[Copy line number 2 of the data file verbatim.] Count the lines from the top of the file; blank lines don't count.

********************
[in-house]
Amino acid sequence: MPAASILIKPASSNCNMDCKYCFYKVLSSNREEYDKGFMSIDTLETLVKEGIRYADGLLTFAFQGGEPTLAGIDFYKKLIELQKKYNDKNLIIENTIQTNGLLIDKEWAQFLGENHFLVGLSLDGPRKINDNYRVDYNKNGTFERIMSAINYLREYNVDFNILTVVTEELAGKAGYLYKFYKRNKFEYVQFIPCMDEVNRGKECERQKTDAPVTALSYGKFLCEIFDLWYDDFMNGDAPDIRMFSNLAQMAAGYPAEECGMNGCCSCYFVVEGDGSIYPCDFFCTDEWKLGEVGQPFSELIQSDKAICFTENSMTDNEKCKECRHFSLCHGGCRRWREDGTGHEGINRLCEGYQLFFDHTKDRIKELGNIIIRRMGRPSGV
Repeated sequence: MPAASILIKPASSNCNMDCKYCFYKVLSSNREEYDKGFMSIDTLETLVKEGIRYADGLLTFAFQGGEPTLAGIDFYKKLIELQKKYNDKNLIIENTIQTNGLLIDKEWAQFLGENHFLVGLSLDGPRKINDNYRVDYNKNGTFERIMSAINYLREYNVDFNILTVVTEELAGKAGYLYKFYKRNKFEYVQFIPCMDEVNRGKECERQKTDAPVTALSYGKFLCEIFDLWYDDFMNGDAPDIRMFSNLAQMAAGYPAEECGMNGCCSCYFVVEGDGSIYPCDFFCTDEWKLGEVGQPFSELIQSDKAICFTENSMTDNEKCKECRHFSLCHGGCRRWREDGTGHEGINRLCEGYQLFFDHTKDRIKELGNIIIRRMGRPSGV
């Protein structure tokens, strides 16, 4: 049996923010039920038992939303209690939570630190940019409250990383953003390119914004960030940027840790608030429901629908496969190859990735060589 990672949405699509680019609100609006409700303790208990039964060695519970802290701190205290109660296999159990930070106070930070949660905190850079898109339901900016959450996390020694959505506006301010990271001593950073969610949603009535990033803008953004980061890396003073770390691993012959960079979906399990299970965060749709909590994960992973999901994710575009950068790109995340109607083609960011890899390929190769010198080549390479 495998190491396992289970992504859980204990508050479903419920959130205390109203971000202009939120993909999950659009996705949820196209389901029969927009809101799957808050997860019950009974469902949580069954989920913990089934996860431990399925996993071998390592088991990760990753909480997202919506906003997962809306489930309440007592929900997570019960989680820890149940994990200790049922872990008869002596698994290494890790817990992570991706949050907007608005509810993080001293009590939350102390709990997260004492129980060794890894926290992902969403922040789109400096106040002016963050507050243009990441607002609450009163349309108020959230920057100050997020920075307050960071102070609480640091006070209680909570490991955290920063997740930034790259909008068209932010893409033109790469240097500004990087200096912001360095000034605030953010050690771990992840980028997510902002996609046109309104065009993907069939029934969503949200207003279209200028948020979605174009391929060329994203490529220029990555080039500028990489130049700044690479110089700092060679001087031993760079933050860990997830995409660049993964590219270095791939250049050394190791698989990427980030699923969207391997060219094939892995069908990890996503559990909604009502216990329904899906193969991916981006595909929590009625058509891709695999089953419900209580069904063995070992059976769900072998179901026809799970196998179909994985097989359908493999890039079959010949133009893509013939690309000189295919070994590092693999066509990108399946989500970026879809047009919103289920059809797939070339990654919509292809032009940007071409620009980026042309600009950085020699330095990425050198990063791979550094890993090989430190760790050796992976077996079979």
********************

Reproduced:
Amino acid sequence: MPAASILIKPASSNCNMDCKYCFYKVLSSNREEYDKGFMSIDTLETLVKEGIRYADGLLTFAFQGGEPTLAGIDFYKKLIELQKKYNDKNLIIENTIQTNGLLIDKEWAQFLGENHFLVGLSLDGPRKINDNYRVDYNKNGTFERIMSAINYLREYNVDFNILTVVTEELAGKAGYLYKFYKRNKFEYVQFIPCMDEVNRGKECERQKTDAPVTALSYGKFLCEIFDLWYDDFMNGDAPDIRMFSNLAQMAAGYPAEECGMNGCCSCYFVVEGDGSIYPCDFFCTDEWKLGEVGQPFSELIQSDKAICFTENSMTDNEKCKECRHFSLCHGGCRRWREDGTGHEGINRLCEGYQLFFDHTKDRIKELGNIIIRRMGRPSGV